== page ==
Booker can see her attempts to model purposeful parenting behavior taking root when her children encourage her to practice self-care. “I see them remind me like, ‘Hey mom. Aren’t you supposed to be, you know, taking some time for yourself?’ They will reflect the exact environment that we are trying to cultivate. I think that’s really the true sign that things are going really well.”
She’s glad that this parenting method is being promoted widely.
“I think, all around, parents need tools. They need support,” she declares. “It’s very difficult to be a parent, especially for those who have not been able to kind of do that deeper work within themselves. So we definitely want parents parenting with purpose.”
Purposeful Parenting Can Show Up in the Classroom
Deja L. Jones, M.Ed, co-founder and co-head of the Honeypot Montessori school in Newark, New Jersey, sees the evidence of purposeful parenting show up in the classroom. “Purposeful parenting is definitely something that we’re seeing a lot more now,” she shares.
“I think being a purposeful parent just from a teacher’s perspective is really thinking about your child as their own individual. Children are not properties; they’re people, and they’re coming into an awareness,” says Jones. “They’re developing their social and emotional skills. They’re taking in everything that they see around them.”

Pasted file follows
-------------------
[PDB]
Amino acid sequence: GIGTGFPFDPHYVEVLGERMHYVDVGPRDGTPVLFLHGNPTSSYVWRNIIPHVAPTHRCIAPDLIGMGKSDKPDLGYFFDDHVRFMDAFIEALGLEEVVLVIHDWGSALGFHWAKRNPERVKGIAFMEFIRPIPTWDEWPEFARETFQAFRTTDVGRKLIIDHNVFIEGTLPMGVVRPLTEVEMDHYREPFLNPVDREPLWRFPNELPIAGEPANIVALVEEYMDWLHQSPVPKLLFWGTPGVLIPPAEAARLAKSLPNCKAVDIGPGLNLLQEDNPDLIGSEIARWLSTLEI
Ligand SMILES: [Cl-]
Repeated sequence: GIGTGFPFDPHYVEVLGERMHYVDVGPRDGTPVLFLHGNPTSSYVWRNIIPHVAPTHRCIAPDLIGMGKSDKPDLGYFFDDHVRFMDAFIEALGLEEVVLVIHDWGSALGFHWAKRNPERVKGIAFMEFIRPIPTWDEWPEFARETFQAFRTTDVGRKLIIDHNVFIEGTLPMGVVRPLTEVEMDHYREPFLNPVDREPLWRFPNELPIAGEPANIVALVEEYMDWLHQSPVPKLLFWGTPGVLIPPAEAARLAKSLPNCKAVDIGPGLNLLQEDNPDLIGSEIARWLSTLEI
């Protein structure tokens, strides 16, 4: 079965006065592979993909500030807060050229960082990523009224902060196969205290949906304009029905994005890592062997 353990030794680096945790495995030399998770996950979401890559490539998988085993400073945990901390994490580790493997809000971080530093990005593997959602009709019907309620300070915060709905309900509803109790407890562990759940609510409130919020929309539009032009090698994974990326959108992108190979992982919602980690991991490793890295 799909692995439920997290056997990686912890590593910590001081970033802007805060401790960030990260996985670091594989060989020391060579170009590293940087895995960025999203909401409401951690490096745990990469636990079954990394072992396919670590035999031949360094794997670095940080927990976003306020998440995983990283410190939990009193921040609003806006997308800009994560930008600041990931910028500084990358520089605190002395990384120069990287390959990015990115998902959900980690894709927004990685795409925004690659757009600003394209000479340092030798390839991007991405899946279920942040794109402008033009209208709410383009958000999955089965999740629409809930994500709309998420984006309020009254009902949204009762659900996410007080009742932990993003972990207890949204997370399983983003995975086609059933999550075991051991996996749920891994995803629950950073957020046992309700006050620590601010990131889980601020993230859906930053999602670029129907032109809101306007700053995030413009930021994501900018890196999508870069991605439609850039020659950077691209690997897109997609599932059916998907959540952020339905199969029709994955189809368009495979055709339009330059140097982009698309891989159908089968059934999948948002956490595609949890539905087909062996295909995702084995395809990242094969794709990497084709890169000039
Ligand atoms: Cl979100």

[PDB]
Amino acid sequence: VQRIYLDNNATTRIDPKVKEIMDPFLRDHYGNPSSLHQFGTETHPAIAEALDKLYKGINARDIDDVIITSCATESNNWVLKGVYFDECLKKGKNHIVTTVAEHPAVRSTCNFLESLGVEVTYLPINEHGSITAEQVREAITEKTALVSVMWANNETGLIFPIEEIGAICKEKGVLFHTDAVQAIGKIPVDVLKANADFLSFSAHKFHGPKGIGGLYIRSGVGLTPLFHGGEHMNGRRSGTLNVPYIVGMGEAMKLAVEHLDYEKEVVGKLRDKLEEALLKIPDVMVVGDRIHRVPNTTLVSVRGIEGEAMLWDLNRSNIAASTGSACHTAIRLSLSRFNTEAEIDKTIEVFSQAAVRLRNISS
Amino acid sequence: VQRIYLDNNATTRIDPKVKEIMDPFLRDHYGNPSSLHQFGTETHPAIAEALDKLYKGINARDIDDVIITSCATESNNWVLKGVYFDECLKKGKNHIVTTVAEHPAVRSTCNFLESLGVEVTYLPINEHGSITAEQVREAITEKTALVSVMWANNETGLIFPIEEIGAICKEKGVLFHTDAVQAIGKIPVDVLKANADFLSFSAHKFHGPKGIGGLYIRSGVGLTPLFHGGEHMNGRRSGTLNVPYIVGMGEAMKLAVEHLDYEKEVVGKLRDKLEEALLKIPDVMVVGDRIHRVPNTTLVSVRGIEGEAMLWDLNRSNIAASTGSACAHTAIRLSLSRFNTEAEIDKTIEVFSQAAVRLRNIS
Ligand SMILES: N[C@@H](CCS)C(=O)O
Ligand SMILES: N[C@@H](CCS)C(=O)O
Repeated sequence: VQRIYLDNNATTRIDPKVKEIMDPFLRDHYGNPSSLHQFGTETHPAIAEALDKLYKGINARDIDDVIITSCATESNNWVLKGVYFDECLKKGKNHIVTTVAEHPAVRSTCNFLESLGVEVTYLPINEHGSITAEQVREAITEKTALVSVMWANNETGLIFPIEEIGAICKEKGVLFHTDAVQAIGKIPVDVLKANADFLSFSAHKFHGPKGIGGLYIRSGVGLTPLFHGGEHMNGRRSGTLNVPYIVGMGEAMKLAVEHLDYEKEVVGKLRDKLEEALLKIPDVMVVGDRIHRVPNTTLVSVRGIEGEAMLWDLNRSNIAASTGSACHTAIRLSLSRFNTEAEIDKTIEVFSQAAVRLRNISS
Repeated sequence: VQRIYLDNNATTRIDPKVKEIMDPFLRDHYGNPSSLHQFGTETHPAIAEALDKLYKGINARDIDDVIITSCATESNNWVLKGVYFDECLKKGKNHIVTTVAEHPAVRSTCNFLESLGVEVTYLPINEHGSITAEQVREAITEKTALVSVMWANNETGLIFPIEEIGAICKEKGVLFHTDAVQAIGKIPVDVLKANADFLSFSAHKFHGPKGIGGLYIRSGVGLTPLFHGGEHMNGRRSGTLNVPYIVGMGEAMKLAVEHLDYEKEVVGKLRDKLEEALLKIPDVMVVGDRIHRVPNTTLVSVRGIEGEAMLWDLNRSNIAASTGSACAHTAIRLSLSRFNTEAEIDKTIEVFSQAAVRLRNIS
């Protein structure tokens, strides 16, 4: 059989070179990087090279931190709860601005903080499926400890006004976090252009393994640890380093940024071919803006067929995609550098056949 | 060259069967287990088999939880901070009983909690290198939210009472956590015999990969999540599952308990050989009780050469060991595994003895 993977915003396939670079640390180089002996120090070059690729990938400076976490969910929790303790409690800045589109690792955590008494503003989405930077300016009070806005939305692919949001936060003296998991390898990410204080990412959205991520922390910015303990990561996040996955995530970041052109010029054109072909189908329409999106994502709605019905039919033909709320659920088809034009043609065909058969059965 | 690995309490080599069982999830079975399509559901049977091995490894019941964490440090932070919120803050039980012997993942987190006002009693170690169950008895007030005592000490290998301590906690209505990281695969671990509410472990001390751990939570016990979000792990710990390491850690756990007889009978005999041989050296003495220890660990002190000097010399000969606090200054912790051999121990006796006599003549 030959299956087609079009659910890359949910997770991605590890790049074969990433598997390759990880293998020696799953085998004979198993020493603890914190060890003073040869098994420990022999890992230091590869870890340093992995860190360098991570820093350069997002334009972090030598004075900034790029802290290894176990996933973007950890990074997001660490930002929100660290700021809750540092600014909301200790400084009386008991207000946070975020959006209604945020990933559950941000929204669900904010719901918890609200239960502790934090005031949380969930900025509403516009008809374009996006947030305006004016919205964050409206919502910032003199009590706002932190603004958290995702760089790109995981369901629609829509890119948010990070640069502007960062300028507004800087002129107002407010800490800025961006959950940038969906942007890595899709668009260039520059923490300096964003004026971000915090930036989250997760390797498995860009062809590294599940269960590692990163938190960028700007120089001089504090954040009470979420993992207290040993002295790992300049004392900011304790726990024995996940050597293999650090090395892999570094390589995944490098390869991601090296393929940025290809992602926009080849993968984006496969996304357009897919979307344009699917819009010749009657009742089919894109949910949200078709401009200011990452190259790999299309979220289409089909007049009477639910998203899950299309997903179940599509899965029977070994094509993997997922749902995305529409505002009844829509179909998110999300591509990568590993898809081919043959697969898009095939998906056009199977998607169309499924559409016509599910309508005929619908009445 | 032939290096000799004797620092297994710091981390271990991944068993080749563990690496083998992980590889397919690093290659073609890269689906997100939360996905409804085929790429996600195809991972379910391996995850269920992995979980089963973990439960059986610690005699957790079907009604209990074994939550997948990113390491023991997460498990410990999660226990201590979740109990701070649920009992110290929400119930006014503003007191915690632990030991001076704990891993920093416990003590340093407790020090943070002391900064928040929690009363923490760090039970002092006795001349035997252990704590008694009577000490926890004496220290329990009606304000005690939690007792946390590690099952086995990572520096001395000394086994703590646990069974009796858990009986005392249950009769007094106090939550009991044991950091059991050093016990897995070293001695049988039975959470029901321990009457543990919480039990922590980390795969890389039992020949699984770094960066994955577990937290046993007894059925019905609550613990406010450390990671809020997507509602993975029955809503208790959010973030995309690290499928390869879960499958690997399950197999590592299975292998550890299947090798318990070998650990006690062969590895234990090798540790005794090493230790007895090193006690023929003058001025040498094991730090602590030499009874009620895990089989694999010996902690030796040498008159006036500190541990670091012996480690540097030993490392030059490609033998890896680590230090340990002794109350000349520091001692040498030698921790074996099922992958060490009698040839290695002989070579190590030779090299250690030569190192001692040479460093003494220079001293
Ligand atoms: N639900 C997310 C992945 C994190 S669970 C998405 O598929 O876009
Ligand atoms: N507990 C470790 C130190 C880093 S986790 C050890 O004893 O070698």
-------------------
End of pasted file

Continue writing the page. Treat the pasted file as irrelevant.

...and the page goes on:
Simmons agrees. She does not believe in banishing children to a “kids’ table” at family functions or treating them as though they are less than, or how they feel doesn’t matter because they are young. “You have to treat them like people and not like they’re objects that are expendable,” she says.
Jones sees a difference in children from homes that incorporate elements of the practice.
“They tend to come to school a little bit more aware, a little bit more understanding. Temperaments are a little bit different,” she says.
“There’s been like this binary way of how we think about parenting,” says Deja L. Jones, who previously taught in both charter and public schools. “You’re either this authoritarian or authoritative figure as a parent where you dish out tough love and firm discipline to your kid in a way that might be harmful to them long term, and then you have gentle parenting, which is on like the other end of the spectrum.”
A. Rochaun Meadows-Fernandez, writer and researcher who founded the Free Black Motherhood community, also rejects this way of thinking. She points out that “it’s always possible to combine styles.”
Meadows-Fernandez chose to implement an authoritative parenting style after studying family systems to obtain her psychology degree. She and her husband consider their children’s input, but they have the ultimate say.
“I just kind of figured out which one works for me best,” she says. “I believe in the full dignity and capacity of my children to have influence over the decisions that I make for them; we do things collaboratively.”
She advises other parents, whether they want to try purposeful parenting or not, to do their own research on different methods and choose what works for them.
Says Meadows-Fernandez, “I think that you should take the components of what works for you and your family and your circumstances and children.”